Thursday, January 16, 2014


For more articles or projects by Graham Hay.


iHeads by Artist Graham Hay

 

The beginning, part of the first iHead, made from thousands of ceramic iphones

Pictures of the work in progress are are posted almost daily at http://instagram.com/grahamhayart.

Increasingly complex technologies come between myself, and loved ones. 

So I'm looking more closely at them, their material and social history.



Some Musings

Clay is more than pots and sculpture:

Many people associated clay with the creation of functional ware and artworks.

However, this is a tiny part of all total clay used:

Pottery clay is less than half a percent of all clay annually mined (350 million tonnes) in Australia. (ABS 8415.0).

Before digital devices, before paper, people used soft unfired clay to write on.

Cuneiform Clay tablets were the first recording devices, 3500 to 4000 years ago.

Parallels between now and then, illustrate how and why we use these devices.

For we only integrated technology into our lives, if it satisfies a basic need, and fits smoothly into our life, or hand.

"Many cuneiform tablets are dated by the year, month and day.  Tablets from monarchs, ministers and other important people were impressed with their seal, which was applied on the wet clay like a paint roller with a cylinder seal… Important messages were encased in an "envelope" of more clay to insure privacy."

and

"They were at the root of first libraries. Tens of thousands of written tablets ... in the Middle East"  

All very dry.  More interestingly:

"What these clay tablets allowed was for individuals to record who and what was significant. An example of these great stories was The Story of Gilgamesh. ... Remedies and recipes ..."

and,
the oldest love poem dates back to this period, and is of similar size to a smart phone.

What would the hundreds of messages and images I send to friends and family look like, if each had to be individually made out of clay?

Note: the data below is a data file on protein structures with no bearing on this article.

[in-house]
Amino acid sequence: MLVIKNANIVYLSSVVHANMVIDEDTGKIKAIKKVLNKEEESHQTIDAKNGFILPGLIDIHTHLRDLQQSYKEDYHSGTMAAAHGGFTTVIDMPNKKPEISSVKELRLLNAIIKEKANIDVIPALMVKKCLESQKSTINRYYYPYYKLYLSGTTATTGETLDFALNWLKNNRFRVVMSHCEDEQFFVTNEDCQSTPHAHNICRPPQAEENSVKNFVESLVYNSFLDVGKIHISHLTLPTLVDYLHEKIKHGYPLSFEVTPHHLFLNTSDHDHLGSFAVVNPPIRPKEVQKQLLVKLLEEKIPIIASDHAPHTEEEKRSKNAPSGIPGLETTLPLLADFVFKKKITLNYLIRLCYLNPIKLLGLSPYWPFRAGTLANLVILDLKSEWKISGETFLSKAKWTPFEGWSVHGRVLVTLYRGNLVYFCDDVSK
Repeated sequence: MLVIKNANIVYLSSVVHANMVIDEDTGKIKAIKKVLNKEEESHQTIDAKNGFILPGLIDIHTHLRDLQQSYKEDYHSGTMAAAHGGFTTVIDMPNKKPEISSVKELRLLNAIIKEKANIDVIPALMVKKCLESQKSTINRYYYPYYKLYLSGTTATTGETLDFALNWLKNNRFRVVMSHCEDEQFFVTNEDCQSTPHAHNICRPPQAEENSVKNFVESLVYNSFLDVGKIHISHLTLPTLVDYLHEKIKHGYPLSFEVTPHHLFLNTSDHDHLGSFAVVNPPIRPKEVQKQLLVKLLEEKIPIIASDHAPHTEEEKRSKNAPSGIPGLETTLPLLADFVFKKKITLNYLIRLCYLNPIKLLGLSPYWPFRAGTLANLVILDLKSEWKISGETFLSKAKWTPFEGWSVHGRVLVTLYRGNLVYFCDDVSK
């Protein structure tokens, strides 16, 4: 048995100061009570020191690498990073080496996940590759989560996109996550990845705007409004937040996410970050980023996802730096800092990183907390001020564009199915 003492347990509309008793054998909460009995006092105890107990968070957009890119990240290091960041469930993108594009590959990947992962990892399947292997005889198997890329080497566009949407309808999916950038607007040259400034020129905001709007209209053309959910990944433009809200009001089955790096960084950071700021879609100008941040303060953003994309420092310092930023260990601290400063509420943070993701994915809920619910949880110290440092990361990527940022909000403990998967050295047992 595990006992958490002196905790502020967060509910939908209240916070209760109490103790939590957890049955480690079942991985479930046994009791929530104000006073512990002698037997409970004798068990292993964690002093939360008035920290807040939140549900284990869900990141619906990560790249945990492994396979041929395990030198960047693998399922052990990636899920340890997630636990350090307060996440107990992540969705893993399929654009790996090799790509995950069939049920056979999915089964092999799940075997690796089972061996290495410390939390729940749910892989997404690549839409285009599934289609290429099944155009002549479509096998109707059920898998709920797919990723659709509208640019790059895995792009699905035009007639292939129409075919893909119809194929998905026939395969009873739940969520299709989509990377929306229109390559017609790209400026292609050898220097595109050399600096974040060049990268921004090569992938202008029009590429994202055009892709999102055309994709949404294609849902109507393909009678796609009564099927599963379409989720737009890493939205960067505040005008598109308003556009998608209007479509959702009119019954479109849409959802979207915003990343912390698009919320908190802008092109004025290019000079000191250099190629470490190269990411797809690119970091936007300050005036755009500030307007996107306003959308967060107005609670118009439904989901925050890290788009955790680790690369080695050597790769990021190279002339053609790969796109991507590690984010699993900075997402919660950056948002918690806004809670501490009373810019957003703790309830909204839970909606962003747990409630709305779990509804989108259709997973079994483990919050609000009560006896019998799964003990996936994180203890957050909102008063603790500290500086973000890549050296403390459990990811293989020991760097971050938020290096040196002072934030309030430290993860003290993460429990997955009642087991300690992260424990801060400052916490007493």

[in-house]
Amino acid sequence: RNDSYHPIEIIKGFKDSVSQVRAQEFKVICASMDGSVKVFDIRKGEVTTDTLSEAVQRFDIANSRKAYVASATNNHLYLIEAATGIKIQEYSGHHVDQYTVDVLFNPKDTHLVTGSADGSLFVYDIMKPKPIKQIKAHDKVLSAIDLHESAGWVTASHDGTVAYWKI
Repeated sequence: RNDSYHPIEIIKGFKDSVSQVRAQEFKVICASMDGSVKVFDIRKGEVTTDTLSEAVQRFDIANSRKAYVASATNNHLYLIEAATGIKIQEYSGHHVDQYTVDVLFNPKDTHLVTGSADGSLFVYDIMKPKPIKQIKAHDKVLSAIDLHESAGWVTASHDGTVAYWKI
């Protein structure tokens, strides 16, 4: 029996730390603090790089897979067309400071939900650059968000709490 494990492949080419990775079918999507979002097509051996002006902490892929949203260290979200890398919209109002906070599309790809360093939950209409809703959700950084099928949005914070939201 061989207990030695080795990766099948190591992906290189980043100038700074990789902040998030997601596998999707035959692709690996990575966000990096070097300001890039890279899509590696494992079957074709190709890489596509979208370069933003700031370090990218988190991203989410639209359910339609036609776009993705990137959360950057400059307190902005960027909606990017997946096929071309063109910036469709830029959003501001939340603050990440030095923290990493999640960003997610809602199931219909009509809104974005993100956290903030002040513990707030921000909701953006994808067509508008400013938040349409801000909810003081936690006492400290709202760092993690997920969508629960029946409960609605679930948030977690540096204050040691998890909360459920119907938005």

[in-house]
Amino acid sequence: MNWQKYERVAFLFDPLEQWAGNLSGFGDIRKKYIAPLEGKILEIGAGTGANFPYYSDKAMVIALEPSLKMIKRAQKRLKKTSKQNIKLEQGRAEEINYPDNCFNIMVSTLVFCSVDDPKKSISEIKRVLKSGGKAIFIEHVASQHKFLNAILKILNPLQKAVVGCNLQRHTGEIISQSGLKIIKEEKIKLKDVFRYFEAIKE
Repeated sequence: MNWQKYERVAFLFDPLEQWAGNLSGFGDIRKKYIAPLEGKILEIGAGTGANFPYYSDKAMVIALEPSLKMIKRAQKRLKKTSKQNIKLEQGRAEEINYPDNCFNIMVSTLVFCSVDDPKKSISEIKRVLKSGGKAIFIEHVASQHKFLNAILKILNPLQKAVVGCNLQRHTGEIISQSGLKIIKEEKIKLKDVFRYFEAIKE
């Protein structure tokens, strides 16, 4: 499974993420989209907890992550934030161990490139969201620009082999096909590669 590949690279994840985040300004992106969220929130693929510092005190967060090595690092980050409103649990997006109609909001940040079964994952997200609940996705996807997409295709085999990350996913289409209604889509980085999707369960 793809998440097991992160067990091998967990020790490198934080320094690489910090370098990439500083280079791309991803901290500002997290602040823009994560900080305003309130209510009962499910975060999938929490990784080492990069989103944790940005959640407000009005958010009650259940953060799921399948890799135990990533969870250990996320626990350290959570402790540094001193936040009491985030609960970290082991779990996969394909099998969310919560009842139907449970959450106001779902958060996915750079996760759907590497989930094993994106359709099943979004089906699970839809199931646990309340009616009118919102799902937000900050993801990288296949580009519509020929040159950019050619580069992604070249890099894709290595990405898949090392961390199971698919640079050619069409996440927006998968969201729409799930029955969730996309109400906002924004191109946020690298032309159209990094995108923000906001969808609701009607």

So I started making lots of iPhone size clay tablets, drying them, and stacking them up to see what sort of object and patterns occurred.  From his emerged the desire to make them "into something".

Over the last two decades I've also made many sculptures out of thousands of 1 x 2 cm clay bricks, as part of my commentary on local art institutions.  However, this multiple based work appeared to be more personal in nature. Over the first year of on and off making these iPhone clay tablets I had plenty of time to think about my other daily rituals and repetition.   For me, personal and public rituals and repetition create structure and order in our life, and so have a huge impact on self identity.   My ongoing research into SNAV has sensitised me to how form and frequency of social interaction has a huge impact on personal values, beliefs and so actions.  So I begun to look  more closely at how often, how long and with whom I used my own smart phone.  Apart from communicating with fifty odd students, my most frequent communications were with my wife, and daughter.

Perhaps because of our recent 25th wedding anniversary, I begun to focus more on this interaction.  With smart phones we began to merge our personal calls, texting, emailing, and Skype interactions into one device.  So, despite being physically apart for much of the day, and sometimes for weeks, we actually communicate quiet frequently.

Historically in the Arts, sculptors have expressed understanding of their, and our, relationships via the figure. For example, French sculptor Auguste Rodin is well known for a marble sculpture he created illustrating his perspective of a particular relationship:




The Kiss (originally titled Francesca da Rimini)
Source: http://en.wikipedia.org/wiki/The_Kiss_(Rodin_sculpture)




Image research:



I collected art images from the internet, of the The Kiss and other couples kissing or embracing.  Also collected was images of smart phones and smart phone art.  These were copied via Pinterest.

A series of small (30cm high) titled heads were created in ceramic wool paper clay, ceramic foam paper clay, and ceramic brick paper clay, plus plastic using a 3Doodler.  Smaller "fragmenting" heads were created, as well as small paper models and two 2.5 x 2.5 m (8' x 8') drawings.

Other unstructured thoughts:

Phones have become the most intimate medium for communicating, via phone, text, email and photos.
We have now begun “digitally kissing”, “digitally whispering”, we connect digitally. Even when in the same city!

To be continued…

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